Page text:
The total area of the new rooms is 53 thousand square meters, a total of 1300 paintings, the rest is kept in the vaults of the museum (about 7000 unexhibited paintings).
The Prado collection is famous for its complete collection of paintings of European schools of painting. Among them are Spanish, Flemish, Munich, Dutch schools. The exhibition halls are full of collections of paintings by Bosch, El Greco, Velázquez, Botticelli, Raphael, Titian, Murillo and many other internationally renowned masters.
Despite the high concentration of masterpieces within the museum walls, getting to know it is easy and painless: you won’t get tired of walking around the exhibition halls.
Thanks to the competent placement of paintings your walk will be informative and inspiring. Every year, two million tourists come here to see the beautiful things.
History of the Prado Museum in Madrid
But the magnificent collection of the museum was formed much earlier, in the 16th century during the reign of Charles V. It was he who was the first monarch to collect art objects and pass them on by inheritance.
At that time, only religious art was available to the general public, and the rest of the paintings could be contemplated only by the royal family. In 1775, the museum building was designed by the famous Spanish architect Juan de Villanueva.
The museum was opened to the public in 1819 by Isabella of Bragan, wife of King Ferdinand VII.
In addition to the monarch’s collections, numerous donations, nationalization in Spain (private collections passed into the ownership of the country) and the wills of private collectors helped to form its collection.
What to see
You may have enough for one day to go around the key paintings and sculptures of the masters of world painting. The entrance ticket is valid until the close of the museum with the right to return.
If you are tired, but want to come and see something else, put a stamp on the ticket at the guard, then you can come back the same day.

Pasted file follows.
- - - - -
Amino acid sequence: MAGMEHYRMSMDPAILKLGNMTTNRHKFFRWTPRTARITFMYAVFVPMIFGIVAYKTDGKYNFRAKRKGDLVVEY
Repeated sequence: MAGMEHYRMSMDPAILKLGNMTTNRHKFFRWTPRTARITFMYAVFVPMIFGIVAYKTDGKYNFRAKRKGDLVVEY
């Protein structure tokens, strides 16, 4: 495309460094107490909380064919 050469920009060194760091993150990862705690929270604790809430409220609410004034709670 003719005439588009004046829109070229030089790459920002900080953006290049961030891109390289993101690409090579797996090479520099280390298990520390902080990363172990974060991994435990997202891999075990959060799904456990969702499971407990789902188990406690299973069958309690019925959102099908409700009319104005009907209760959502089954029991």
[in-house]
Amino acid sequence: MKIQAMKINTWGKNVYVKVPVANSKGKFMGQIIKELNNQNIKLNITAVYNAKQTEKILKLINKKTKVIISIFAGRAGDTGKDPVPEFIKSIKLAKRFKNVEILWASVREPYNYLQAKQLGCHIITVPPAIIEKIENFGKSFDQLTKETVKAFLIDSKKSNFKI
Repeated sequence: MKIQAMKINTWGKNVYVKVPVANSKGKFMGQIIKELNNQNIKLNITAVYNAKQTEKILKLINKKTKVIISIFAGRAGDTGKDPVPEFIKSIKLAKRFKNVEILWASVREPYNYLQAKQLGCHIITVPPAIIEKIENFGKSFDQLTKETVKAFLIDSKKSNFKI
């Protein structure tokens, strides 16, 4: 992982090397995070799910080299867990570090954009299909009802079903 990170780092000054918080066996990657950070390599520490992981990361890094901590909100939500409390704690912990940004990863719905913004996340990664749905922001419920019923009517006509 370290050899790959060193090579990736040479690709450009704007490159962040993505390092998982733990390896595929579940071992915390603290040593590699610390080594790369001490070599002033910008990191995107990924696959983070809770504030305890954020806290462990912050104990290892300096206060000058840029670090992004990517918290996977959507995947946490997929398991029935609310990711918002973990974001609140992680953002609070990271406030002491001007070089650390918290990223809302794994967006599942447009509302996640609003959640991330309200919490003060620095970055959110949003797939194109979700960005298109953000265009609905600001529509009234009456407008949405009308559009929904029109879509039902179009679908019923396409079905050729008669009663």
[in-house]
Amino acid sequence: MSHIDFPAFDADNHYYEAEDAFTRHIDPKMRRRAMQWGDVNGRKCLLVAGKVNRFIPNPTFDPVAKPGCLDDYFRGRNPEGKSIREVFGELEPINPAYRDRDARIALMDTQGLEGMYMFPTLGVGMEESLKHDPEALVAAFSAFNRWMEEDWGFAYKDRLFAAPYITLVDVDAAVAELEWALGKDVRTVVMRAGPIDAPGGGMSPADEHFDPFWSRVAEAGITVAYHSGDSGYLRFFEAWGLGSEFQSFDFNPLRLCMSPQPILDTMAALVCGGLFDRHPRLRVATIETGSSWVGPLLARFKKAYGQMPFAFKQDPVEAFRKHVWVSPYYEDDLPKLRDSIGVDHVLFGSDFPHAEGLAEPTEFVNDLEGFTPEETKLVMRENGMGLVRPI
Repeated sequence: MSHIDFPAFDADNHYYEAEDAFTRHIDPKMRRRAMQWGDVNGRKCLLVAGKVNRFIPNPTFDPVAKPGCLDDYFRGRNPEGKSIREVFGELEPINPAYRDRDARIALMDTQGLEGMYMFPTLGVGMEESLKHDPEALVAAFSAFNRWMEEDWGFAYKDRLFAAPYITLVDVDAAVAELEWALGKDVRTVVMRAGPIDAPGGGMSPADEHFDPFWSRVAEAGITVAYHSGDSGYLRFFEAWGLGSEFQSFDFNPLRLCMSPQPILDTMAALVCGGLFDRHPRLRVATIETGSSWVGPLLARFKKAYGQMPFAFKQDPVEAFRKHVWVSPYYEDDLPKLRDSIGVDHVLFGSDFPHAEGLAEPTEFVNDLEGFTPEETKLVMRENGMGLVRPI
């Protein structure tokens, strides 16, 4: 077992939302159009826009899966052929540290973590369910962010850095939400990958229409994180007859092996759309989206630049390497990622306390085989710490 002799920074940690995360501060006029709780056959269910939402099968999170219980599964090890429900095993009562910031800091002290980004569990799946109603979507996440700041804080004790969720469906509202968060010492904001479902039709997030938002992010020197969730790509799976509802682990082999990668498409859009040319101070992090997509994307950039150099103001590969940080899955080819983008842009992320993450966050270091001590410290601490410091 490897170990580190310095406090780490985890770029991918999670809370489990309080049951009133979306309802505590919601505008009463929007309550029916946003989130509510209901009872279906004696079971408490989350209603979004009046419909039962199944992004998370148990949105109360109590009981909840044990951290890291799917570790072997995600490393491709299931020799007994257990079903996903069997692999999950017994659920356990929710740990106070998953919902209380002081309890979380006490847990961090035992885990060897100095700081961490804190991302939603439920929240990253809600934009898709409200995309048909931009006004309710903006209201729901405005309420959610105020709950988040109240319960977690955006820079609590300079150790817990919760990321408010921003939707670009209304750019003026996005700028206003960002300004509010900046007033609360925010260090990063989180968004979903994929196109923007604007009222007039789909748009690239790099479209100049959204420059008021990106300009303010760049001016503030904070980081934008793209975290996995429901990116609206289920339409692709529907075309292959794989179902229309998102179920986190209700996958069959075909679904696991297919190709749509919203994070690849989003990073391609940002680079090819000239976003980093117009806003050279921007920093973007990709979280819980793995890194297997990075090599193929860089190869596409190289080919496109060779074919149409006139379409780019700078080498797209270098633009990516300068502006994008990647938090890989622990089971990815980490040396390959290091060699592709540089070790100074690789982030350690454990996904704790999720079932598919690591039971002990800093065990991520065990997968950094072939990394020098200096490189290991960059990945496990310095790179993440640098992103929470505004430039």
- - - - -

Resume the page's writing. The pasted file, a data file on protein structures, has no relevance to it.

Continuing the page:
The most famous paintings of the Prado in Madrid are Portrait of the Cardinal by Rafael Santi, The Three Graces by Rubens, The Triumph of Death by Bruegel the Elder, The Haystacks by Bosch, and Knight with Hand on Chest by El Greco. You’ll also find many Hellenistic and ancient sculptures taken out of Rome.
In addition to art, there are jewelry, tableware, and arts and crafts waiting for you. There is a cafeteria in the museum building, where you can relax and have a snack.
The museum has a good souvenir store: there are book publications in Russian, stylish souvenirs and much more.
The paintings are placed very intelligently and quietly. While visiting the Prado Gallery (Madrid), there is no feeling of being inundated with masterpieces.
If you have time, divide the first and second floors on different days.
For an additional fee you can take an audio guide in Russian. But according to the claims of tourists there is not enough information in it. If you speak English, it is better to take an audio guide in English: there is more information, it is systematic and interesting.
15 masterpieces of the Prado
Admission ticket for adults costs 14 euros. For 23 euros you can buy a ticket together with the official museum prospectus. Very literate and well published. Every day from 18:00 to 20:00 (except holidays) there is free admission.
Opening hours: Monday-Sunday 10:00 to 20:00, Sundays (and public holidays) 10:00 to 19:00.
Address: Paseo del Prado, s/n, 28014 Madrid, Spain Official website: https://www.museodelprado.es/en/
Official video of the museum
Map of the museum in Russian
In a museum like this you want to see absolutely everything, but it can take years. Here are the plans of the museum with routes and main exhibits which people from all over the world come to see: